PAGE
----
“Molly” Sold at Music Festivals Often Contains Other Drugs
People who think they are buying “Molly” at music festivals often end up with pills or powder that contain other drugs, according to a new study.
Teens and young adults who are treated in the emergency room for injury from an assault, who own or carry a gun, are more likely to have problems with substance abuse and aggressive behavior than those without guns, a new study finds.
Researchers from the University of Michigan Injury Center studied 689 teens and young adults who were treated in an emergency room for injuries from an assault. They found 23 percent reported they owned or carried a gun in the past six months. Those with guns were more likely than those without them to use illegal drugs or misuse prescription drugs, the researchers report in the journal Pediatrics. They were also more likely to have been in a serious fight in recent months, and to approve of retaliation after an injury, PsychCentral reports.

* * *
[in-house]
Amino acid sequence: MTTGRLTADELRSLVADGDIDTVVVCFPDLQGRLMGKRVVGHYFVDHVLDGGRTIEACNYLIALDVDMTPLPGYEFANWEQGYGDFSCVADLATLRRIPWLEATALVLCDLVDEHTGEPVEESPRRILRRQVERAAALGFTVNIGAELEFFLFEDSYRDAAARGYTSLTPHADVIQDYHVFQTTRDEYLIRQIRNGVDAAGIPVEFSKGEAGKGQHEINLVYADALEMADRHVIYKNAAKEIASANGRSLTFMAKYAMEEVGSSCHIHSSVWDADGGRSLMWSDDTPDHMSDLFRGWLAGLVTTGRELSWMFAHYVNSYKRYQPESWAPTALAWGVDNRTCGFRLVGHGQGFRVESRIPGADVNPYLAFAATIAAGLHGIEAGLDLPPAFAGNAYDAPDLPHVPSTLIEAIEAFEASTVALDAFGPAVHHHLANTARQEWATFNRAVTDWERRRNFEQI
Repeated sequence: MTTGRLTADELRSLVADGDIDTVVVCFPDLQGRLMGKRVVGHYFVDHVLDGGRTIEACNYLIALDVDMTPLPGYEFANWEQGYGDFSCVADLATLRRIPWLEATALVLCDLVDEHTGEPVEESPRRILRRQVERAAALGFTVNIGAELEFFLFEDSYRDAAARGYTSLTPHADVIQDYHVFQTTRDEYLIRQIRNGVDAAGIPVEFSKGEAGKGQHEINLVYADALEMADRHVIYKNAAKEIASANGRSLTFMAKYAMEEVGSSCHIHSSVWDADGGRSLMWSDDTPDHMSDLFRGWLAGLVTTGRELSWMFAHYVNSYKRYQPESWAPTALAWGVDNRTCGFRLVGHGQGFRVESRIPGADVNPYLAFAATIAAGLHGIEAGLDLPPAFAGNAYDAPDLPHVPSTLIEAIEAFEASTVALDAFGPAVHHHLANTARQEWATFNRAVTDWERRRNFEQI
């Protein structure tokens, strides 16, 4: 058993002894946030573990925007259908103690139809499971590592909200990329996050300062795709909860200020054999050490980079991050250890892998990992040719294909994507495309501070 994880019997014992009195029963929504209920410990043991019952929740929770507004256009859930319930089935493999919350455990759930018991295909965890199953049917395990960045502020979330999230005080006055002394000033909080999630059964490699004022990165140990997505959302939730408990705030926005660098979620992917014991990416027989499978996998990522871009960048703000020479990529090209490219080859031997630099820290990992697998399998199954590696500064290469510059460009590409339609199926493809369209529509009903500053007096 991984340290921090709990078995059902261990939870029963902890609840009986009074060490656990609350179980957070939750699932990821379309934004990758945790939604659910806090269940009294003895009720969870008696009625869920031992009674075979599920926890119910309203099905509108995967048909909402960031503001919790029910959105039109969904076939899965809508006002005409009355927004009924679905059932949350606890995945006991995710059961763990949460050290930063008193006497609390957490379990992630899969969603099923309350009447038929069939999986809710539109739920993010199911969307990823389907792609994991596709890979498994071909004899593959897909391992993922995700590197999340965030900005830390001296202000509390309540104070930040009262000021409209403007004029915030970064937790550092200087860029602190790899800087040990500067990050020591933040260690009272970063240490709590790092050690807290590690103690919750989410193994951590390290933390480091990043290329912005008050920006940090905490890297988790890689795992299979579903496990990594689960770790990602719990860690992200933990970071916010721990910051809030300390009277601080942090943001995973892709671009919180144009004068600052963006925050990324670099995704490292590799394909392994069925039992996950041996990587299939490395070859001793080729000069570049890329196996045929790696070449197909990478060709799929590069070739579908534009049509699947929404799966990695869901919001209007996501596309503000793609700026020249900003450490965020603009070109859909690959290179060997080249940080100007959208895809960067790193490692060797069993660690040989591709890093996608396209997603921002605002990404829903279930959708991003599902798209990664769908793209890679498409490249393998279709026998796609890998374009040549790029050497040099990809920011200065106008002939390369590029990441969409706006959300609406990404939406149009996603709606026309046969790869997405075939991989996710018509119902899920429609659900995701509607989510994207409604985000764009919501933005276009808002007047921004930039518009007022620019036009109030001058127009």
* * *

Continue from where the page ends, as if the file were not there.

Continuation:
“This study zeroes in on a high-risk population of assault injured youth that has not been studied in this way previously,” lead author Patrick Carter, M.D., said in a news release. “The high rates of substance use, fighting and attitudes favoring retaliation, combined with the fact that so many of these youth had firearms, increases their risk for future firearm violence, as well as injury or death. But, our findings also provide an opportunity for public health interventions that could decrease their future firearm violence risk.”